When you think of a horror story images of monsters, terror, and tragedy come to mind. Indeed the story Frankenstein has a monster, there is terror throughout the book and it ends in tragedy. But is it really a horror story? Frankenstein explores the way people are perceived by society. Mary Shelley suggests that the treatment they receive as a result of social perceptions will ultimately draw out certain elements of their nature such as how the Monster despised the human race because they shunned him purely on the basis of his appearance.
Monsters in horror stories are portrayed as being nasty, evil creatures with no good qualities at all. The Monster in Frankenstein is shown as being a grotesque and evil creature, but surprisingly seems to have a generous and loving nature. It was the awful treatment of the humans forced him to show bitter emotions. But if they, especially his creator, would have just accepted him, the Monster would have never been so angry. The only time the Monster was given the opportunity to display his kind nature was towards a woman who was blind, which emphasizes how society perceives people by their appearance and not by their personality.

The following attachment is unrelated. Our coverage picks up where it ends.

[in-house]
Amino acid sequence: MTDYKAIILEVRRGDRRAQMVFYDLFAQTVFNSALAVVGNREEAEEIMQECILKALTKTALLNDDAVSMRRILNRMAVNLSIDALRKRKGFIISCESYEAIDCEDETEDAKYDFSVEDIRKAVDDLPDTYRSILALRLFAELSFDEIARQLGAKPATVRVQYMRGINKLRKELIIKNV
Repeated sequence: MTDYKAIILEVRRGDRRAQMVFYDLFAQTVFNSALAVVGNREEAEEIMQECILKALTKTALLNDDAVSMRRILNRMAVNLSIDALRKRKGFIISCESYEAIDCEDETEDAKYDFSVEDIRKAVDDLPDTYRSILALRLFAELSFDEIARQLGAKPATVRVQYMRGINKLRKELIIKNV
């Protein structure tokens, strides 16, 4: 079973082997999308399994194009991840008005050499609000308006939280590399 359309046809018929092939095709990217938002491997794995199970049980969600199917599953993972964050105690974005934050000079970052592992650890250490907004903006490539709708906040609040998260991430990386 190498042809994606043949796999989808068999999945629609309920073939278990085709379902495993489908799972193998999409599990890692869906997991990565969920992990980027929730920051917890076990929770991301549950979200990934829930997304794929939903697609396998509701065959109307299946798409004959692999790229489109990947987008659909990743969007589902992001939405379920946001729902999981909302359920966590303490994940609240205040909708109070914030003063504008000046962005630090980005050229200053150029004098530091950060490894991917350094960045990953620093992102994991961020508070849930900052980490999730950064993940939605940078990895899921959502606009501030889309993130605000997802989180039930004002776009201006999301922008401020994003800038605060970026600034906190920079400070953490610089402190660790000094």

Most people portray Frankenstien as an old, withering genius with wacky, steel grey hair… like Einstien. Some people depick him as a very weird, mad man who makes himself play God. But the story suggests that he was student at college or maybe in his first few years at university, because it also quotes that he has a brother about 4-7 years old, so it makes us open our eyes to the probability that he is young man in his 20’s.
Monseur de Clerval is most likely to be a friend of Frankenstien, at the educational place he is at. When Clerval first pops up in the story Frankenstien is giving him wine to drink. Wine…drink…drunk! Frankenstien must of supposedly given the wine to Clerval to drink to make him drunk enough for what was going to happen next, so he would not...